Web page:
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another constraint. Te laser is fixed and then steered to the powder bed with mirrors. Te beam can experi- ence problems when it is redirected farther and farther from the center of the build box. Tese complications can lead to components that are out of tolerance, variances in the laser’s energy and other complications. Cur- rently, powder bed fusion is restricted to build boxes with axes around 10 in. Binder jetting systems can produce larger parts, but are still constrained by the size of the build box. 3-D printing methods are some- what limited by the materials available for use. Te number of alloys that can be used for powder bed fusion is only a few dozen, including stainless steel 316, Inconel 625 and 718, titanium Ti64 and a cobalt-chrome alloy. Tese offers should increase as the technology develops and the industry continues to invest in R&D. “DMLS is a microwelding process.


In principle, if you can weld an alloy, it’s a candidate for DMLS,” said Snow. “Te products that have been brought to market and commercialized are the low hanging fruit, developing applica- tions for titanium, stainless steels and nickel-based alloys. Tese are materials that the marketplace is telling us they want first and we’ve delivered those.” Similarly, for binder jetting, only a handful of materials, including 316 and 17-4 stainless steels, an iron-chrome-alu- minum alloy and a cobalt chrome alloy, can be infiltrated with bronze to produce metal matrices that are 98% solid. In addition to diversifying materials,


direct metal printing faces a number of challenges associated with a technol- ogy’s natural maturation process. Traceability, supply chain, repeat-


ability, reliability, real time control, software simulation—all these things have been worked out with other industries such as metalcasting,” Caf- frey said. “Tese are things that have yet to be solved for our industry.” But the future is still bright. Con-


sidering 3-D metal printing’s ability to penetrate the medical and aero- space industries, two markets notori- ously demanding and risk averse, the obstacles of meeting requirements of other industries in other materials do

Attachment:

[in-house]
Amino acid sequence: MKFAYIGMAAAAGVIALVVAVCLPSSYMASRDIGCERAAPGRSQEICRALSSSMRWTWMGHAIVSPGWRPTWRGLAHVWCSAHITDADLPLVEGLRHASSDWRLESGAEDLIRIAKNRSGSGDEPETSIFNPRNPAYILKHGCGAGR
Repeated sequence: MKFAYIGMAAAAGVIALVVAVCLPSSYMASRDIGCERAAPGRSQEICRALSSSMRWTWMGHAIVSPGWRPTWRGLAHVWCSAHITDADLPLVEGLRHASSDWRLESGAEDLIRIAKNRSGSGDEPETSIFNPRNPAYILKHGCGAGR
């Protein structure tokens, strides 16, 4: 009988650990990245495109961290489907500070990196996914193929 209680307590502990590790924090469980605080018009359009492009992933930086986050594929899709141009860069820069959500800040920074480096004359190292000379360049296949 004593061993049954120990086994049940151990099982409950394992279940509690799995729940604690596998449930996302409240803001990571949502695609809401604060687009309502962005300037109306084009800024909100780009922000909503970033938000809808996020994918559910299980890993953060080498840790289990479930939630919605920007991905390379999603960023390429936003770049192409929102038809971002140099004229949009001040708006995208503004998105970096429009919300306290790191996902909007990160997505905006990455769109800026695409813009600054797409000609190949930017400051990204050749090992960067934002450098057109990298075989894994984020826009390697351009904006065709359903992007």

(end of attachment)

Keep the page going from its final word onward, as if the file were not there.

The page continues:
By building components one layer at a time, powder bed fusion can produce complex shapes.


not appear insurmountable. “We’ve used 3-D printing for plastic


tooling, so it only makes sense that metal is the next step,” said Brandon Lamoncha, sales manager, Humtown Products, Columbiana, Ohio. “Te industry should embrace this technol- ogy when it makes sense, and we’ve seen that start to happen.” Humtown Products, the


Youngstown Business Initiative and American Foundry Society helped launch the American Makes initia- tive, an effort to facilitate collabora- tion among leaders from business, academia, non-profit organizations and government agencies to make the U.S. 3-D printing industry more globally competitive.


Finding Space on the Factory Floor The potential for direct metal


printing is real, but the technology should be seen as complementary to traditional metal component manu- facturing and doesn’t pose a major threat to metalcasting facilities in the near future. “I think all comes back to scal-


ability of the process. I firmly believe we need to get to a point where the economies of scale makes sense, like in many traditional methods of manufac- turing,” Ewan said. “If that’s possible, I think [direct metal printing] will be one more tool along with metal casting, subtractive methods like CNC machining and other manufacturing methods. Tey all kind of dovetail— where one is strong, another is weak.” Even if 3-D metal printing


becomes more widespread in manu- facturing, the technology is a poten- tial partner for a hybridized produc- tion method. Just as 3-D-printed molds allow investment casting facilities to have rapid prototyping capabilities, direct metal printing may provide the industry with improved capabilities. “A lot of people have this misun- derstanding of additive manufactur- ing that it’s going to be a technol- ogy that will displace many of the traditional manufacturing processes like milling and grinding,” said Snow. “But it’s the exact opposite. We need to coexist and depend on each other for secondary finishing. We don’t see this as a threatening technology to the current structure of manufactur- ing. It’s a complementary piece of equipment that’s another tool on the factory floor.” 3-D printing, including the addi-


tive manufacturing of metal parts, will continue to be a hot topic in the years to come. Te developing technology is definitely worth following, even if its significance in manufacturing appears to be gradually increasing in the coming years and decades. “People hint about the third


industrial revolution that’s going to change everything,” Caffrey said. “But a more realistic scenario is a sophisti- cated contract manufacturer will have a factory floor that’s going to have all kinds of machine tools. Te more high tech operations may have cast- ings capabilities, and they may have additive metal technology.”


May 2015 MODERN CASTING | 49


Photo courtesy of EOS


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